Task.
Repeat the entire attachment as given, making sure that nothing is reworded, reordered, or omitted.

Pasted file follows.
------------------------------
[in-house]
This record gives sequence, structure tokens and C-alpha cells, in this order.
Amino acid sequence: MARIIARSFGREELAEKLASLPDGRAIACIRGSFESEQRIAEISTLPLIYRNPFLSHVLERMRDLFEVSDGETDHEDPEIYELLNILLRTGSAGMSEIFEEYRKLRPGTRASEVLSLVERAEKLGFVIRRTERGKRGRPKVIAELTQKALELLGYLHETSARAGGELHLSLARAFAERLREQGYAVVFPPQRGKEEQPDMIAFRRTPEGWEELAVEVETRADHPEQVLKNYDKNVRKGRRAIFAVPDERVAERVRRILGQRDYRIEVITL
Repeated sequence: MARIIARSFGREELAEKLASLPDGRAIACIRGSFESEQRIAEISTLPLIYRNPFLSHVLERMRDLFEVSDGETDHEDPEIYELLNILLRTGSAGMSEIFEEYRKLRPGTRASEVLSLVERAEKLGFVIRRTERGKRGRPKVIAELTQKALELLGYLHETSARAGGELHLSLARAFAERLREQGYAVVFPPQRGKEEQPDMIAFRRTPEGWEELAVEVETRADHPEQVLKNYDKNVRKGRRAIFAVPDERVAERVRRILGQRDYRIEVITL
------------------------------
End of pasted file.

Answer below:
[in-house]
This record gives sequence, structure tokens and C-alpha cells, in this order.
Amino acid sequence: MARIIARSFGREELAEKLASLPDGRAIACIRGSFESEQRIAEISTLPLIYRNPFLSHVLERMRDLFEVSDGETDHEDPEIYELLNILLRTGSAGMSEIFEEYRKLRPGTRASEVLSLVERAEKLGFVIRRTERGKRGRPKVIAELTQKALELLGYLHETSARAGGELHLSLARAFAERLREQGYAVVFPPQRGKEEQPDMIAFRRTPEGWEELAVEVETRADHPEQVLKNYDKNVRKGRRAIFAVPDERVAERVRRILGQRDYRIEVITL
Repeated sequence: MARIIARSFGREELAEKLASLPDGRAIACIRGSFESEQRIAEISTLPLIYRNPFLSHVLERMRDLFEVSDGETDHEDPEIYELLNILLRTGSAGMSEIFEEYRKLRPGTRASEVLSLVERAEKLGFVIRRTERGKRGRPKVIAELTQKALELLGYLHETSARAGGELHLSLARAFAERLREQGYAVVFPPQRGKEEQPDMIAFRRTPEGWEELAVEVETRADHPEQVLKNYDKNVRKGRRAIFAVPDERVAERVRRILGQRDYRIEVITL